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November 03, 2020

Two Mules for Sister Sara

two mules.jpg

Don Siegel - 1970
KL Studio Classics BD Region A Two-disc set

It is probably common knowledge by cinephiles that Two Mules for Sister Sara originated as a screenplay by filmmaker Budd Boetticher. Written in the mid-1960s, Boetticher sold the screenplay in order to continue working on his passion project, the documentary on bullfighter Carlos Arruza. The screenplay was bought by producer Martin Rackin. According to Boetticher, he had made a disparaging remark about some jokes Rackin had written when both were working at Universal in the early 1950s. Although Boetticher wrote the screenplay with the intention of directing the film, he knew that Rackin would not hire him.

Boetticher had intended to make the film with Robert Mitchum and either Jeanne Moreau, Sylvia Pinal or Deborah Kerr in the title role. The film that was made, with a total re-writing of the screenplay by the formerly blacklisted Albert Maltz can be seen in retrospect as a kind of transitional film bridging the gap between the more traditional kind of film made by Boetticher with the changes to the western brought about by the advent of the Italian films and revisionist westerns, and the onscreen persona of Clint Eastwood. Even Burt Kennedy, who wrote most of the screenplays for the Randolph Scott westerns that Boetticher is most famous for, responded to the challenge first with his adaptation of E.L. Doctorow's Welcome to Hard Times (1967). It is most likely that had Boetticher made the film he imagined, it would have been likely regarded as remote from the tastes of the audience at that time.

The influence of Sergio Leone is most obvious in Clint Eastwood's appearance - the unshaven face, the cheroot between his clenched teeth, and a rust colored vest that vaguely resembles the poncho. Add to that the score by Ennio Morricone that features a piccolo and jew's harp. Eastwood's character has a name, or at least a surname, of Hogan. A scene with the blowing up of a bridge with a moving train and an elaborate batter sequence further the connection, primarily with The Good, the Bad, and the Ugly.

The shots during the title sequence show Hogan in the distance riding with an accompanying pack horse at sunrise. This series of shots begin with an animal with the camera moving across the area within the shot to reveal something more about the environment before stopping to show Hogan's progress as he travels. The animals include a mountain lion, a snake and a rabbit. Although not as emphasized as the film progresses, as indicated by the title, part of the film is about the relationship of Hogan with the nun Sister Sara, and animals. The film takes place in Mexico during the time of the attempted French conquest, concurrent to the American Civil War. After Hogan saves Sara from a gang of would be rapists in the desert, he argues against burying the men, saying the would act as food for the vultures. The rattle of a snake is used as a decoy to mislead a group of French soldiers who are seeing Sara for her support of the Juaristas. Sara travels first on a mule, and later on a burro. The second mule in the title could well be Hogan, whom Sara addresses at one point as "Mr. Mule".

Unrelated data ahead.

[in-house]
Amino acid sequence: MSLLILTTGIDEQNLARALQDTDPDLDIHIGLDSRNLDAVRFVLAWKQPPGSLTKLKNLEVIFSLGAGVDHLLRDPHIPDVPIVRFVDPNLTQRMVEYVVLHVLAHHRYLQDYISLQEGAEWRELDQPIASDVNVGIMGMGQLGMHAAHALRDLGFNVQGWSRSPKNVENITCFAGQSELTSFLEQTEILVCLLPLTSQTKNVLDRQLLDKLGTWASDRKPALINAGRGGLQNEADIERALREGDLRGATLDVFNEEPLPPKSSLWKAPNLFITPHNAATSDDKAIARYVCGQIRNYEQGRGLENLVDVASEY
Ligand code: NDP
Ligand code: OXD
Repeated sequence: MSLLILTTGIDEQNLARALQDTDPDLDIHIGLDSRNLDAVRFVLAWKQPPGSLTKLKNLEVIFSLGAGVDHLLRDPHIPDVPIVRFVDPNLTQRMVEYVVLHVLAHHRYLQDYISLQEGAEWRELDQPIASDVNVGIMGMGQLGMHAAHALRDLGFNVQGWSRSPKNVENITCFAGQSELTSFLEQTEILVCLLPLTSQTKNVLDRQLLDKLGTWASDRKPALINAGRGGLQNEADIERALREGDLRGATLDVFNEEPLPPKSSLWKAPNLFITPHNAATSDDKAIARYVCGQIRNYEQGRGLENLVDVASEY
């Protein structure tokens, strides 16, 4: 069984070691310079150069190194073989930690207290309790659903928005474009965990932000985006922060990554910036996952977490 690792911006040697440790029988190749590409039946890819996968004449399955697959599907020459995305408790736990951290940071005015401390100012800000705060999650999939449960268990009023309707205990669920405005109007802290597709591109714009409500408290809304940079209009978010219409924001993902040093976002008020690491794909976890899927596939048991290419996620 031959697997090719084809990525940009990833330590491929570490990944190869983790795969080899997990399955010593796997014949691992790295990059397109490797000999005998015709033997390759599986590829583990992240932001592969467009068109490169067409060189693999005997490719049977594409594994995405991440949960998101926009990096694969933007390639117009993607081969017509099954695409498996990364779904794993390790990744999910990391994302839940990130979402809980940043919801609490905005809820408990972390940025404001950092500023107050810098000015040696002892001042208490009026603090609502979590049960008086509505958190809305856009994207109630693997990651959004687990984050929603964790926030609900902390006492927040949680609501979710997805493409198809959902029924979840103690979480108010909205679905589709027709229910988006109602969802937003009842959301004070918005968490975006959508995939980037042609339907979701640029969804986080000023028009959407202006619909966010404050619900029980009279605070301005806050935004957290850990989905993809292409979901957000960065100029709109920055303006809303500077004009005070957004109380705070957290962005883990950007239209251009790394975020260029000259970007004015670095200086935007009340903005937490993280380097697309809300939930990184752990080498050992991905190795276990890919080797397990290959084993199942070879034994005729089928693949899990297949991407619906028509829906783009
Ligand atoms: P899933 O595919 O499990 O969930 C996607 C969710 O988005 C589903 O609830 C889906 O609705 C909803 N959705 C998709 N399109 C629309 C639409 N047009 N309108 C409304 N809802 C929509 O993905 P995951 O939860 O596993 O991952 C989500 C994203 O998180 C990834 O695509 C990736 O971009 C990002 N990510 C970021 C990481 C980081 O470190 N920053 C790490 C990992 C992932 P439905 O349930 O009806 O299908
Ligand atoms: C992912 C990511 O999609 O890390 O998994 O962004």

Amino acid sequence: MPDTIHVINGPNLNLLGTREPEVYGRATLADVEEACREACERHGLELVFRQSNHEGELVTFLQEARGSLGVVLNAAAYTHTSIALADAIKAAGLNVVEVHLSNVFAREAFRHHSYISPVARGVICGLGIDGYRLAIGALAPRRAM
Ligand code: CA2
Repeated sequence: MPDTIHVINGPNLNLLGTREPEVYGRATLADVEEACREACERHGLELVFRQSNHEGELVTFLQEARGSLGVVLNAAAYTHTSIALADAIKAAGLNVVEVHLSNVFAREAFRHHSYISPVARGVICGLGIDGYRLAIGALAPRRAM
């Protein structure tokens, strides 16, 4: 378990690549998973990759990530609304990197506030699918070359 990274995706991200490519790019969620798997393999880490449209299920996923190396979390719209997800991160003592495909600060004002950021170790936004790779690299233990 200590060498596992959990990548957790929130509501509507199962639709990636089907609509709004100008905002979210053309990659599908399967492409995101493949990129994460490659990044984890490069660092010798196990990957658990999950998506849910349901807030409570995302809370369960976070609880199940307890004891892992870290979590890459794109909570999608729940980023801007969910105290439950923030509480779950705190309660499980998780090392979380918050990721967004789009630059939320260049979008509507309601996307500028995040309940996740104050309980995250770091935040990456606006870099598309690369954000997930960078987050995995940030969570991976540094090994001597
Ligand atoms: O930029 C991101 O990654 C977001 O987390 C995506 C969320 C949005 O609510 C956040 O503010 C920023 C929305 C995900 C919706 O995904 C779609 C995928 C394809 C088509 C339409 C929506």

While Clint Eastwood plays a variation of the kind of character he established primarily with the Sergio Leone films, Shirley MacLaine, in the title role is the one who evolves during the course of the film. First seen almost naked when threatened by the trio of would-be rapists, her character reveals more of her self over time. First is the discovery that she and Hogan have a mutual agenda regarding aiding the Juaristas, followed by the increasing revelations that this is one very unorthodox nun. There is a narrative symmetry with having Sara again without any clothes near the end of the film when her true self is revealed.

The blu-ray comes with both the complete 113 minute "international" version and the 104 minute cut that played theatrically in the U.S. Alex Cox's commentary track is most interesting in discussing the Mexican locations for Sister Sara as well as briefly reviewing several other westerns filmed in Mexico in the late 1960s and early 1970s. Cox also covers the career of Mexican cinematographer Gabriel Figueroa. Eastwood liked Figueroa's work enough to have him hired as cinematographer for another Eastwood film released just weeks later in June 1970, Kelly's Heroes. There is also an eight minute short, an interview, "At Home with Clint Eastwood".

Two Mules for Sister Sara was meant to be seen theatrically, but home viewers should see this film on as big a screen as possible. Siegel employs several long shot where characters are barely perceptible in the distance. There is the recurring visual motif emphasizing spatial dynamics, of people almost overwhelmed by their environment.

Posted by Peter Nellhaus at November 3, 2020 06:46 AM